Watching the GT3 RS move around the makeshift handling course at the PWRS was a treat. The instructors driving it weren't shy to take the car through its intended paces. While the performance driving bit in the Singapore PWRS was no Nürburgring, it was the closest we could get to flooring the accelerator in the Island State without getting a ticket.
And if just for that exercise of keeping up with the GT3 RS in a GT4 RS, the whole afternoon, nahhh, the whole trip to hot and humid Singapore was worth it.
The perfect nightcap
But Porsche wasn't done with us just yet. Marina Bay Sands, Porsche Singapore's lifestyle partner, treated our delegation to a SGD 720 per head three-course dining experience at the ongoing Food & Wine Festival organized by the hotel.
With exquisite dishes prepared by renowned Australian chef Luke Mangan, the fine dining experience and matching wines and beverages complemented our fine-driving experiences that afternoon.
From freshly prepared Hiramasa Kingfish Sashimi to Confit Ocean Trout and Prawn, to seared and poached 9+ Wagyu Beef, along with Riesling, Chardonnay, Shiraz, Auslese, the dining experience allowed us to savor the pure and natural flavors of expertly prepared dishes. Not too far off the satisfaction and exhilaration experienced from driving 26 of the finest engineered sports cars from Stuttgart.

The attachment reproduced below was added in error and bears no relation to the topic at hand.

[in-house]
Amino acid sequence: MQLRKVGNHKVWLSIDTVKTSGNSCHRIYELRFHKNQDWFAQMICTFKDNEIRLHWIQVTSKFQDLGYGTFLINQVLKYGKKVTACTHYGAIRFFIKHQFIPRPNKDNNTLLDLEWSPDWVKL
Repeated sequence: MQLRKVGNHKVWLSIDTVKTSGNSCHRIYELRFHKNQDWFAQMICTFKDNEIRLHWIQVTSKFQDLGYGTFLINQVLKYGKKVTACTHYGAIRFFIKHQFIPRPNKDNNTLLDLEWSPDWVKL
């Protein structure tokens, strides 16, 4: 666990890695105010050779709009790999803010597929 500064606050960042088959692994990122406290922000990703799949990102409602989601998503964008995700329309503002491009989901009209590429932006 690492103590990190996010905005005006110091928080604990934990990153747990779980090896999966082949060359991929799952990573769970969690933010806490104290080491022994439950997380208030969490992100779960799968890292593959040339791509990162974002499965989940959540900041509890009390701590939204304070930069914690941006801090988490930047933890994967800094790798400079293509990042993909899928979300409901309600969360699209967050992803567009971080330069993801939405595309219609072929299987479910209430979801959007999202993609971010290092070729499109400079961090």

The price of perfection
The truth is, all the Porsches we drove at PWRS were built with one objective in mind - attaining speed without sacrificing comfort. This is the Holy Grail of every car tuner who wants to race and win on track days and have the same car driveable enough to get him to and from the track without needing a trailer.
Not every manufacturer can let its patrons test-drive cars in this fashion, which is a shame, really. But as Porsche has shown, one sure way to attract more customers and convert naysayers like me into its fold is to let more people experience its unique DNA through its cars and the lifestyle it promotes.
PWRS has once again proven that whatever Porsche model you drive, you will get the same satisfaction for your discerning senses. Granted, some models just raise the notch a bit higher.